Tuesday, July 15, 2008


I've been really sleepy lately. I think it has something to do with the sun shining into the bedroom and the stupid birds starting to sing at 5:30 am. Ah, but the central air is fixed as of lunch time, so we'll be able to shut the bedroom up tight tonight. I'm looking forward to it.
But my sleep deprived state has not impeded my knitting, just my desire to take pictures of it. Both heels have been turned as of this morning's commute. One heel was turned yesterday (I think) and I've been cruising down the foot. The other sock would have been turned yesterday, but I stalled because the twist in the yarn has gone all wacky.
The yarn is constructed of 4 strands twisted together and on of those strands isn't tracking properly so there was a little loop sticking out. But then a few inches later it all evened out, but then about a foot later there was another little loop.
In fact, the whole center portion that I've reached looks a little fripply. This is the ball that I wound on the swift and ball winder at the store oh so many moons ago. I don't know if I somehow wound it in the wrong direction (if that is even possible) or whether sitting in the cake effected it.
I posted a question about it on Ravelry. The one response I received was that the loose strand might be silk (Sanctuary is 30% silk and 70% wool) so it is stretching at a different rate, which is causing it not to track properly. She suggested I cut the yarn and rejoin it.
Which, of course, was just what I was hoping to avoid.
The strange thing, well one strange thing, is that the yarn looks like a homogeneous mix of wool and silk, i.e., not a strand of pure silk twisted with a strand of pure wool. If it was two pure strands twisted together I could understand it going wacky. I've seen it happen with other yarns. The other strange this is the second skein, which I wound by hand just before I cast on, is fine.
Well, as you can imagine, I did not cut and rejoin because I'm a rebel like that. I unwound the cake, ran the length of yarn through my fingers a few times in both directions, then rewound it into a ball. Then I knit while pretending the little loop wasn't there.
Whether this will compromise the integrity of my socks is yet to be known.
Part of my reluctance to cut the yarn is that it's really looking like I'm going to be awfully close to getting a complete sock out of each skein. Which will be really mind blowing if it happens, although I'm not holding my breath.
Think about it, the pattern calls for two skeins--one for each sock. Although I have sized it down, I have also made the leg much longer than the pattern calls for. So I can't imagine that the yarn I saved in circumference was enough to cancel out the yarn I used in length. What will probably happen is the yarn will last to a few rows shy of finishing the toe and I'll have to bust into the third skein.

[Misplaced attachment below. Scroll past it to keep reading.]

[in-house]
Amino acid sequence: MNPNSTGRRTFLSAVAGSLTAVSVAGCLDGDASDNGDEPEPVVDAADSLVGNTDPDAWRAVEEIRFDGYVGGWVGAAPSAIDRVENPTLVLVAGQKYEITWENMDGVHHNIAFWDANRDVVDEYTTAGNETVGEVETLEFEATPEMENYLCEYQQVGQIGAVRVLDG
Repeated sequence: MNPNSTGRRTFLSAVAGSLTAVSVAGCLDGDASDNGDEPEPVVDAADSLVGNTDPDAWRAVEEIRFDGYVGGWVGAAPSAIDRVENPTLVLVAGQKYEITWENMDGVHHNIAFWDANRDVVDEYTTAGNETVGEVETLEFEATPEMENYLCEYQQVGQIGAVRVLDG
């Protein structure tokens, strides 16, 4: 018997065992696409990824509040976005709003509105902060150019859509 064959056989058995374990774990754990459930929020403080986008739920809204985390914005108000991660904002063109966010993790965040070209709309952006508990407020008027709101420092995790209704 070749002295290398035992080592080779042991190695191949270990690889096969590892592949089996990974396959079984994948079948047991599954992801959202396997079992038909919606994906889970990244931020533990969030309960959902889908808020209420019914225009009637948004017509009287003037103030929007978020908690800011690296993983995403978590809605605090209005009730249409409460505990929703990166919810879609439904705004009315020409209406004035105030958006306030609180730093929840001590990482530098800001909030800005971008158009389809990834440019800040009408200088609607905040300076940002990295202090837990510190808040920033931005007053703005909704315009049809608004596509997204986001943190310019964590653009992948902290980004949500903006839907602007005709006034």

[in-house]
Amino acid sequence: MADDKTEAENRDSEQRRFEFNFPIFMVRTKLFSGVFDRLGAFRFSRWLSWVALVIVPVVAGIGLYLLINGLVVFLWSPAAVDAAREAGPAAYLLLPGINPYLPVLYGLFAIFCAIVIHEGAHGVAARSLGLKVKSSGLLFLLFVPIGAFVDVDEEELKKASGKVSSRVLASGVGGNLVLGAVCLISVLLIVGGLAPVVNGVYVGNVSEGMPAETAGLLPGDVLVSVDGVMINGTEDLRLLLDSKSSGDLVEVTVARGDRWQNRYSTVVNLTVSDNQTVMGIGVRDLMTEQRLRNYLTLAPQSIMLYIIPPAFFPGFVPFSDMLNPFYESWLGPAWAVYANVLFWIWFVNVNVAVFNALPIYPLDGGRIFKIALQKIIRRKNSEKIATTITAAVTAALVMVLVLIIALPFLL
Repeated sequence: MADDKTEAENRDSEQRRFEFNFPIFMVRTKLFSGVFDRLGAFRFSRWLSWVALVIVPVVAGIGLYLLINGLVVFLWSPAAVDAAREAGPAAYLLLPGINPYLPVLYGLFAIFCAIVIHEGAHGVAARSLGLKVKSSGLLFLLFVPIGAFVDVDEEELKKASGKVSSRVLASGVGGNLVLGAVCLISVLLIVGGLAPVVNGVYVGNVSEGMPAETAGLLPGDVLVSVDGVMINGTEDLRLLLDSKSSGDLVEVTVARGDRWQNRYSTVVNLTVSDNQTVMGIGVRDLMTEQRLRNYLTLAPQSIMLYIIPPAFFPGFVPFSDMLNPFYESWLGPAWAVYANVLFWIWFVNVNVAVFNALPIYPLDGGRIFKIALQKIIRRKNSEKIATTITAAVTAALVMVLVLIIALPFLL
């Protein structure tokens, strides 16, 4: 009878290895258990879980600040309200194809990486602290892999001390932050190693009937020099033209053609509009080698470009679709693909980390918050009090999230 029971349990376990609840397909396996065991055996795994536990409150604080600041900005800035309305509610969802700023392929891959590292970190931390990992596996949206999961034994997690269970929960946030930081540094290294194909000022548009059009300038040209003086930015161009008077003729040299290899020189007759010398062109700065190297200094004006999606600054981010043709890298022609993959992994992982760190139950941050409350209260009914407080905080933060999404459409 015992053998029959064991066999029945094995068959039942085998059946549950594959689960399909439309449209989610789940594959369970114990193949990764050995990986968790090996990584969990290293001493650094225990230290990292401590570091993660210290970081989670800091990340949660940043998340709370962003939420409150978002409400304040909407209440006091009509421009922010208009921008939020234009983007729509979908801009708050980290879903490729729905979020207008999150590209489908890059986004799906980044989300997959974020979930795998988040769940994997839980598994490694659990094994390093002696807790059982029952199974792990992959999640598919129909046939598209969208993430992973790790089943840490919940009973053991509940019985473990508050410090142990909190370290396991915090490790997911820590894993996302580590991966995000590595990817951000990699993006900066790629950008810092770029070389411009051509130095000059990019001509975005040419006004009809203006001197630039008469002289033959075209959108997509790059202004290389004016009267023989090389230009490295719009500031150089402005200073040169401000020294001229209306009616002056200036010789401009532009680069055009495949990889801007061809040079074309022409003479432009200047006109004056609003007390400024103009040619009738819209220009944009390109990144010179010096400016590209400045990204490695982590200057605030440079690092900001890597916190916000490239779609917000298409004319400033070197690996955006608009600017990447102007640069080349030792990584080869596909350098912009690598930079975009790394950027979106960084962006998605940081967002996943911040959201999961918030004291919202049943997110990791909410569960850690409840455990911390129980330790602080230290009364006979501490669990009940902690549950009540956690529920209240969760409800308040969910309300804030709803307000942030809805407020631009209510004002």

Really, it won't matter if the yarn does last because I bought it several months ago and have far exceeded the return policy. On the other hand, it would be nice to have a full skein to play with. I wonder if it would be enough for another pair of fingerless mitts?
And, finally, I apparently can't do math.
The structure of the Cuban Heel calls for it to be worked on half the stitches. You increase every other row until the needles with the heel stitches equal total sock stitches minus 4. In my case I have a 52 st sock. Half that is 26, so I divided the stitches on the needles and positioned my heel increases in the middle of the back 26. It split the center back twist nicely. I was supposed to increase to 48 sts. Which I figured meant I had to add 22 sts to the back of the sock between my markers. Which was 11 sts each needle. Wait that math does work.
Huh, well, after I had 22 sts between the markers I did count but just plunged in a turned the heel and then a few rows after I counted and only had 50 sts total when I should have been back to 52. The point is that I didn't increase my heel enough. This all work much better on my Joy of Charlene socks, and I didn't even know what I was doing then. Still, this actually does work out. I had originally been considering dropping the sock to 50 sts, but had decided it would damage the pattern. Here on the foot it doesn't matter. The instep is still balanced, the sole doesn't have a design, and the fit seems good.
Of course, I made the second sock match the first.
Ok, looks like lunch time is over.

No comments:

Post a Comment